Instant coffee taste test, part one

There are a bunch of instant coffee taste-test posts floating around online, so I’m going to ignore all of them and conduct my own. It will probably depend on which one is cheapest at the supermarket that week. I am not bothering to buy a drip machine because last year in Glasgow I did, and it sucked (it was like ten pounds and it came with a German plug, which was weird, and sometimes it would just open by itself while it was coffeeizing), and the ground coffee was too expensive, and sometimes they didn’t have filters in stores and I would have to go to like three or four supermarkets and finally only found them in WAITROSE (omg too many good Waitrose links). So I’m going instant this year. I did it all summer in Russia and didn’t even mind, so this means: 1) I’m way less of a snob than I thought and 2) I have terrible taste in coffee. Café Bustelo 4 lyfe.

:(

😦

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Russian food (maybe?) in Estonia

HI FROM ESTONIA! I got here almost a week ago and have been subsisting on: “Mexican” wraps from a very small store on the main square where they sort of speak English but which is also unfortunately frequented by loud American teenagers; cheese and Estonian black bread; Nutella, spread with a steak knife because my apartment came with all utensils except butter knives; frozen vareniki and smetana (well, I cooked the vareniki first and the smetana was not frozen); instant coffee (I will totally do a taste test sometime); and овсяная каша с малинами. I bought that last one over cheaper options because the main label was in Russian and I was homesick. Or something. In a land where the main labels are in Latvian, Lithuanian, Estonian, Polish, Finnish, German, and Spanish (in more or less that order), anything Russian is friendly and comforting.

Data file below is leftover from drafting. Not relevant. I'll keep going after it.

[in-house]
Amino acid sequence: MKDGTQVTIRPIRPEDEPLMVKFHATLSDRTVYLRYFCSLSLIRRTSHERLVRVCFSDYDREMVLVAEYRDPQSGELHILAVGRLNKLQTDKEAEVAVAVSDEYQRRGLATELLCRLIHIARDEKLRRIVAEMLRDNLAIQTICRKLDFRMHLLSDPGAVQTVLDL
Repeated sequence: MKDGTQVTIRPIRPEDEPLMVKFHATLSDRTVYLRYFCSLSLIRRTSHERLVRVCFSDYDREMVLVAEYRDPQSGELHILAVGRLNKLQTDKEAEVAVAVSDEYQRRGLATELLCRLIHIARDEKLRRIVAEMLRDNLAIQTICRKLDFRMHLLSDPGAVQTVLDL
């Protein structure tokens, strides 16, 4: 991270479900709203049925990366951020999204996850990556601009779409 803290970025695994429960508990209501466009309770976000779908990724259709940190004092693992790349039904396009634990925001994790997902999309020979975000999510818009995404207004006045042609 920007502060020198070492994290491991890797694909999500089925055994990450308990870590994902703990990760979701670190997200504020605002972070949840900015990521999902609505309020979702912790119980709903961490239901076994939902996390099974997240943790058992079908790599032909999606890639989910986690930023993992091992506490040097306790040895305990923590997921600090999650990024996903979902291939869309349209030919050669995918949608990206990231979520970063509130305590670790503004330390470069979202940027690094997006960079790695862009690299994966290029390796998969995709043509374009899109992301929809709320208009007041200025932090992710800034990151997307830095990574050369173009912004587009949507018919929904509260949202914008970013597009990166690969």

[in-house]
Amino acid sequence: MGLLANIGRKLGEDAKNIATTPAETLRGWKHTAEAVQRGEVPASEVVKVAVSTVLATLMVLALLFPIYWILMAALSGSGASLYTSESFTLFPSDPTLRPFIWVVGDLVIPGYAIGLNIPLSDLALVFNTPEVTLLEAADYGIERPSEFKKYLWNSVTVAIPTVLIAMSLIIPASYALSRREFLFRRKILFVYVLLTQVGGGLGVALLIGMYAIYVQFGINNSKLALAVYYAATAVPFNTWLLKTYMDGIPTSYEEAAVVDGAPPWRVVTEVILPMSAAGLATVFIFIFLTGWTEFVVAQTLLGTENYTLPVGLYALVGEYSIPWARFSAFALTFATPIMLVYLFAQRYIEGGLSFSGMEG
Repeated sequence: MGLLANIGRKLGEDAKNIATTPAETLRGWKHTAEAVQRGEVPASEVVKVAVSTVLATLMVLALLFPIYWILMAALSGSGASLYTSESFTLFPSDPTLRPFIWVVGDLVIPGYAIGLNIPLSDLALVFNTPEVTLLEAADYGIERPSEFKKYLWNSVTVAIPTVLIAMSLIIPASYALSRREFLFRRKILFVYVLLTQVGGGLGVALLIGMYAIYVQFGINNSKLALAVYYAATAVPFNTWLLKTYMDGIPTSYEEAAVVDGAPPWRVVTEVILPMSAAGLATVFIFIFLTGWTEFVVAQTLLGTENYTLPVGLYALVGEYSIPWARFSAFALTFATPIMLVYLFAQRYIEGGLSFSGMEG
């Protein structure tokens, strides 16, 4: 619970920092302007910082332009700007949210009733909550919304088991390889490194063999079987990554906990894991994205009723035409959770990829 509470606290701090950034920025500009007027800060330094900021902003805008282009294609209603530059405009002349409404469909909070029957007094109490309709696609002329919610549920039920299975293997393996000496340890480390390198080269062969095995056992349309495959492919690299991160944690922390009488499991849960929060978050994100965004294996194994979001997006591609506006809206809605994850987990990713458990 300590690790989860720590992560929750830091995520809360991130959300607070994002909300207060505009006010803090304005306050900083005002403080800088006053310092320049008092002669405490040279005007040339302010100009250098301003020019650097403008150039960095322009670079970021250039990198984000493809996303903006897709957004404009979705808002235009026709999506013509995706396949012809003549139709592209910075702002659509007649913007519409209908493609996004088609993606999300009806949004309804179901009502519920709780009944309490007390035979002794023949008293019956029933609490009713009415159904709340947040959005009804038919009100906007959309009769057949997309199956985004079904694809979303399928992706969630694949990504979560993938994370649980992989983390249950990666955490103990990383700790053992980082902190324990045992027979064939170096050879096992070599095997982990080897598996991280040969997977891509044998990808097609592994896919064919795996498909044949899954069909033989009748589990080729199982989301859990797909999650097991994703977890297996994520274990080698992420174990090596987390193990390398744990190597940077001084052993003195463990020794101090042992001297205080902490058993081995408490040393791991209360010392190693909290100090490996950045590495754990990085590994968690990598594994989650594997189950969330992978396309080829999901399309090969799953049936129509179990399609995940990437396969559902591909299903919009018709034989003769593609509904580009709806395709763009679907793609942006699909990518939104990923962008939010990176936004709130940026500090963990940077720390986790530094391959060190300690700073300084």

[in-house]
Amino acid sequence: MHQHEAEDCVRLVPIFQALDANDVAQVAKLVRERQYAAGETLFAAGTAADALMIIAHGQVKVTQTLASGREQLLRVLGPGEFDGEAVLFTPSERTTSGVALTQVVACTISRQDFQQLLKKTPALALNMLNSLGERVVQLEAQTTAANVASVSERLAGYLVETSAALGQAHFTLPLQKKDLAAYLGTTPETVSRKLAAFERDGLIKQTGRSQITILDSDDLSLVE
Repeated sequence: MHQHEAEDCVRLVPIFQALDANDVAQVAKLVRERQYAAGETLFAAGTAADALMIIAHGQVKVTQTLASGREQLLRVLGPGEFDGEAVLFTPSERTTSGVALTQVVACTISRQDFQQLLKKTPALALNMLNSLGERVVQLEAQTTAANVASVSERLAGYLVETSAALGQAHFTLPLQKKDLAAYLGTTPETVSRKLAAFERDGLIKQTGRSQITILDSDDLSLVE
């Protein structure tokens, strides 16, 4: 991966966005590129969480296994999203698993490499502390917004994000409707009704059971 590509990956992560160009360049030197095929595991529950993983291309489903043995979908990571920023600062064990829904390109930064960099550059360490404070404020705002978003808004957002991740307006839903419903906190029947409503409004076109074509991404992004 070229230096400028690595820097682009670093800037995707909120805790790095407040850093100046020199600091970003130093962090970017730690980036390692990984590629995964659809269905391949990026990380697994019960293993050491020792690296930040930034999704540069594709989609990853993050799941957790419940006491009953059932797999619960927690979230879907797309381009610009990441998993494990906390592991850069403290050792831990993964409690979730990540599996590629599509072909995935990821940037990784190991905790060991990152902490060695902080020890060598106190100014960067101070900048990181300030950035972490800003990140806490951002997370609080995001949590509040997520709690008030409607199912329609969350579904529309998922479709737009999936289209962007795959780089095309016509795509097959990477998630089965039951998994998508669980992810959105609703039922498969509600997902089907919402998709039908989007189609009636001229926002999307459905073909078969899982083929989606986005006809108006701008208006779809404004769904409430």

So now it’s a late Sunday afternoon, exactly cooking time according to my habits the last time I regularly updated this blog, and I have an Estonian cold or maybe allergies, and I finally finished washing the pots and pans that came with the apartment and the dishes I bought for fifty cents each from a departing graduate student, and I’m going to cook something.

My green kitchen!

My green kitchen!

I’m going to cook something my Russian host mother made for me at the beginning of the summer. Whenever she made something I really liked and I asked what it was, she would say, I don’t know! I just made it up. I haven’t even tried it yet. I don’t know if it will come out. And it always did; but I never got her to teach me how to cook. So I’m making it up, channeling my inner Russian babushka (who may or may not exist), and we’ll see. I thought during this summer that I wanted to cook more without recipes, just inventing with whatever vegetables I wanted to eat, so we’ll see how it goes.

This is going to be a vegetable soup/stew/mixture/thing of cabbage, beets (I like beets now!), potatoes, onions, and carrots, since that’s more or less what was in the one she made, as far as I remember; and I have some vegetable broth things (identical to the ones I bought in Glasgow except in Polish … so actually I don’t really know what they are); and I have salt and pepper, and that’s all. Oh, and some bread, and some cheese that’s in Estonian. It’s called maasdam. I would Google Translate it, but that’s not fun.

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